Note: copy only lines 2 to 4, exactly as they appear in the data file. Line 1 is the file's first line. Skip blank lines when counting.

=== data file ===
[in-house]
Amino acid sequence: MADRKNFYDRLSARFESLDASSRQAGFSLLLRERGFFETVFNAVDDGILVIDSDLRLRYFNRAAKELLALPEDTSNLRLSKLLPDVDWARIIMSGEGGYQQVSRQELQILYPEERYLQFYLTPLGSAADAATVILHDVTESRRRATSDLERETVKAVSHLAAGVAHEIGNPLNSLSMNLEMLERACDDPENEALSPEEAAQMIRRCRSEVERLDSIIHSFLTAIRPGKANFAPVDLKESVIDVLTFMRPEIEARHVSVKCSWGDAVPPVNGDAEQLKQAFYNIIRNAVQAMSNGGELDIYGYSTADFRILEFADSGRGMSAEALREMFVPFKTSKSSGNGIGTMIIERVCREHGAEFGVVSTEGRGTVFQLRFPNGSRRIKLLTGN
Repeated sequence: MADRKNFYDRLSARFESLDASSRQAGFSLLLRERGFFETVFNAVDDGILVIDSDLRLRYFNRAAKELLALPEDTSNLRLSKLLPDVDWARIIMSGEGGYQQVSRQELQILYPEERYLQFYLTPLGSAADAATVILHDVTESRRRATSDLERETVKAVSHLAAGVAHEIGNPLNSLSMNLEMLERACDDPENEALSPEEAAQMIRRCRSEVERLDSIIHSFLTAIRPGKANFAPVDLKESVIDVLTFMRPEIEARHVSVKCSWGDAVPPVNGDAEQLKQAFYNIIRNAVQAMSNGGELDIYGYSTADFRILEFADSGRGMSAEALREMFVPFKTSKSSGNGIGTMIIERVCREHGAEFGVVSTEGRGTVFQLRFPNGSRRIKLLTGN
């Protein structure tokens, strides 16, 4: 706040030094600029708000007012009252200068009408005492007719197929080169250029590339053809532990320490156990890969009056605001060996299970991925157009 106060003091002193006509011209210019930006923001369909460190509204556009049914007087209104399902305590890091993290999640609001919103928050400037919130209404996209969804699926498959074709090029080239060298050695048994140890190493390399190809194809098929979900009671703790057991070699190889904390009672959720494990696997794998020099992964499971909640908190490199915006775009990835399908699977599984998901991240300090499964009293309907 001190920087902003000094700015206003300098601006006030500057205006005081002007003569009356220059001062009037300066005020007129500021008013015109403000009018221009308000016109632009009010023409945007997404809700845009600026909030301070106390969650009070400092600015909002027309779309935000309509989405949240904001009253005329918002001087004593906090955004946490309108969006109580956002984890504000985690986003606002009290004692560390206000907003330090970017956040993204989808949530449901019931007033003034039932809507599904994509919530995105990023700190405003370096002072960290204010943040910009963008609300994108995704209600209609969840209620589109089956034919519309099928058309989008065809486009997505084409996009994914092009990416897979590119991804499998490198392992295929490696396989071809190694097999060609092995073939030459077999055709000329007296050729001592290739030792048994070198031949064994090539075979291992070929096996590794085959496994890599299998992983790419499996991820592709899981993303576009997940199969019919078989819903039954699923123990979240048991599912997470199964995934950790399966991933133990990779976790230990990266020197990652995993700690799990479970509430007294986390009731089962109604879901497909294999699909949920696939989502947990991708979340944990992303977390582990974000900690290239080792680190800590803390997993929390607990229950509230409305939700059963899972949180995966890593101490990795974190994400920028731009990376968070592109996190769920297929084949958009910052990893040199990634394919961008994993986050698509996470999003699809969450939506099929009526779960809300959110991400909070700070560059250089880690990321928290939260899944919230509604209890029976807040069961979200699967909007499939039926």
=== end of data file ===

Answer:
Amino acid sequence: MADRKNFYDRLSARFESLDASSRQAGFSLLLRERGFFETVFNAVDDGILVIDSDLRLRYFNRAAKELLALPEDTSNLRLSKLLPDVDWARIIMSGEGGYQQVSRQELQILYPEERYLQFYLTPLGSAADAATVILHDVTESRRRATSDLERETVKAVSHLAAGVAHEIGNPLNSLSMNLEMLERACDDPENEALSPEEAAQMIRRCRSEVERLDSIIHSFLTAIRPGKANFAPVDLKESVIDVLTFMRPEIEARHVSVKCSWGDAVPPVNGDAEQLKQAFYNIIRNAVQAMSNGGELDIYGYSTADFRILEFADSGRGMSAEALREMFVPFKTSKSSGNGIGTMIIERVCREHGAEFGVVSTEGRGTVFQLRFPNGSRRIKLLTGN
Repeated sequence: MADRKNFYDRLSARFESLDASSRQAGFSLLLRERGFFETVFNAVDDGILVIDSDLRLRYFNRAAKELLALPEDTSNLRLSKLLPDVDWARIIMSGEGGYQQVSRQELQILYPEERYLQFYLTPLGSAADAATVILHDVTESRRRATSDLERETVKAVSHLAAGVAHEIGNPLNSLSMNLEMLERACDDPENEALSPEEAAQMIRRCRSEVERLDSIIHSFLTAIRPGKANFAPVDLKESVIDVLTFMRPEIEARHVSVKCSWGDAVPPVNGDAEQLKQAFYNIIRNAVQAMSNGGELDIYGYSTADFRILEFADSGRGMSAEALREMFVPFKTSKSSGNGIGTMIIERVCREHGAEFGVVSTEGRGTVFQLRFPNGSRRIKLLTGN
């Protein structure tokens, strides 16, 4: 706040030094600029708000007012009252200068009408005492007719197929080169250029590339053809532990320490156990890969009056605001060996299970991925157009 106060003091002193006509011209210019930006923001369909460190509204556009049914007087209104399902305590890091993290999640609001919103928050400037919130209404996209969804699926498959074709090029080239060298050695048994140890190493390399190809194809098929979900009671703790057991070699190889904390009672959720494990696997794998020099992964499971909640908190490199915006775009990835399908699977599984998901991240300090499964009293309907 001190920087902003000094700015206003300098601006006030500057205006005081002007003569009356220059001062009037300066005020007129500021008013015109403000009018221009308000016109632009009010023409945007997404809700845009600026909030301070106390969650009070400092600015909002027309779309935000309509989405949240904001009253005329918002001087004593906090955004946490309108969006109580956002984890504000985690986003606002009290004692560390206000907003330090970017956040993204989808949530449901019931007033003034039932809507599904994509919530995105990023700190405003370096002072960290204010943040910009963008609300994108995704209600209609969840209620589109089956034919519309099928058309989008065809486009997505084409996009994914092009990416897979590119991804499998490198392992295929490696396989071809190694097999060609092995073939030459077999055709000329007296050729001592290739030792048994070198031949064994090539075979291992070929096996590794085959496994890599299998992983790419499996991820592709899981993303576009997940199969019919078989819903039954699923123990979240048991599912997470199964995934950790399966991933133990990779976790230990990266020197990652995993700690799990479970509430007294986390009731089962109604879901497909294999699909949920696939989502947990991708979340944990992303977390582990974000900690290239080792680190800590803390997993929390607990229950509230409305939700059963899972949180995966890593101490990795974190994400920028731009990376968070592109996190769920297929084949958009910052990893040199990634394919961008994993986050698509996470999003699809969450939506099929009526779960809300959110991400909070700070560059250089880690990321928290939260899944919230509604209890029976807040069961979200699967909007499939039926």